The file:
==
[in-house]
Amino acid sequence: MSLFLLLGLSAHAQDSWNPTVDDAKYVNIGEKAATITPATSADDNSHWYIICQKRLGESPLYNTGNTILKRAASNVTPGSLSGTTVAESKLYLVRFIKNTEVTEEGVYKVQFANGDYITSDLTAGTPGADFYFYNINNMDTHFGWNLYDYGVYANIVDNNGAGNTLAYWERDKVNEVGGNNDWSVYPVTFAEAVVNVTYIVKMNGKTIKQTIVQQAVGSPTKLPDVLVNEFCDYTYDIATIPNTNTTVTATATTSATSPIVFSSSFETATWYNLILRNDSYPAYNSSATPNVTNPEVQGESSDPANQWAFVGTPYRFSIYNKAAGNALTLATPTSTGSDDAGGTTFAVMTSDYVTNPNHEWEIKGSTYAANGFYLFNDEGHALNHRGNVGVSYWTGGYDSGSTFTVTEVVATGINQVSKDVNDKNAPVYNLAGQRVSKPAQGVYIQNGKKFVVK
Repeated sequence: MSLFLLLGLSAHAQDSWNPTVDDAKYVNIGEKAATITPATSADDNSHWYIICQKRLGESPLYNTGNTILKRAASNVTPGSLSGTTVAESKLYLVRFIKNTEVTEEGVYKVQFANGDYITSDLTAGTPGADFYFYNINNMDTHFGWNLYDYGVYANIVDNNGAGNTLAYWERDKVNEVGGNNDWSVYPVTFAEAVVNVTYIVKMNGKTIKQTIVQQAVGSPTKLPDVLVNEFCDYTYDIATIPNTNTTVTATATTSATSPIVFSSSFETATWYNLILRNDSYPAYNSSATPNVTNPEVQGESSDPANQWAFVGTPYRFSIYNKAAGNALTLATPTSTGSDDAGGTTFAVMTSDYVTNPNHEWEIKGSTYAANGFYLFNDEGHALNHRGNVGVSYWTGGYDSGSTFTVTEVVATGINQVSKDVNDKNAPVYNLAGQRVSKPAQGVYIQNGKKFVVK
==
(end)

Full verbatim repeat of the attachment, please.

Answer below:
[in-house]
Amino acid sequence: MSLFLLLGLSAHAQDSWNPTVDDAKYVNIGEKAATITPATSADDNSHWYIICQKRLGESPLYNTGNTILKRAASNVTPGSLSGTTVAESKLYLVRFIKNTEVTEEGVYKVQFANGDYITSDLTAGTPGADFYFYNINNMDTHFGWNLYDYGVYANIVDNNGAGNTLAYWERDKVNEVGGNNDWSVYPVTFAEAVVNVTYIVKMNGKTIKQTIVQQAVGSPTKLPDVLVNEFCDYTYDIATIPNTNTTVTATATTSATSPIVFSSSFETATWYNLILRNDSYPAYNSSATPNVTNPEVQGESSDPANQWAFVGTPYRFSIYNKAAGNALTLATPTSTGSDDAGGTTFAVMTSDYVTNPNHEWEIKGSTYAANGFYLFNDEGHALNHRGNVGVSYWTGGYDSGSTFTVTEVVATGINQVSKDVNDKNAPVYNLAGQRVSKPAQGVYIQNGKKFVVK
Repeated sequence: MSLFLLLGLSAHAQDSWNPTVDDAKYVNIGEKAATITPATSADDNSHWYIICQKRLGESPLYNTGNTILKRAASNVTPGSLSGTTVAESKLYLVRFIKNTEVTEEGVYKVQFANGDYITSDLTAGTPGADFYFYNINNMDTHFGWNLYDYGVYANIVDNNGAGNTLAYWERDKVNEVGGNNDWSVYPVTFAEAVVNVTYIVKMNGKTIKQTIVQQAVGSPTKLPDVLVNEFCDYTYDIATIPNTNTTVTATATTSATSPIVFSSSFETATWYNLILRNDSYPAYNSSATPNVTNPEVQGESSDPANQWAFVGTPYRFSIYNKAAGNALTLATPTSTGSDDAGGTTFAVMTSDYVTNPNHEWEIKGSTYAANGFYLFNDEGHALNHRGNVGVSYWTGGYDSGSTFTVTEVVATGINQVSKDVNDKNAPVYNLAGQRVSKPAQGVYIQNGKKFVVK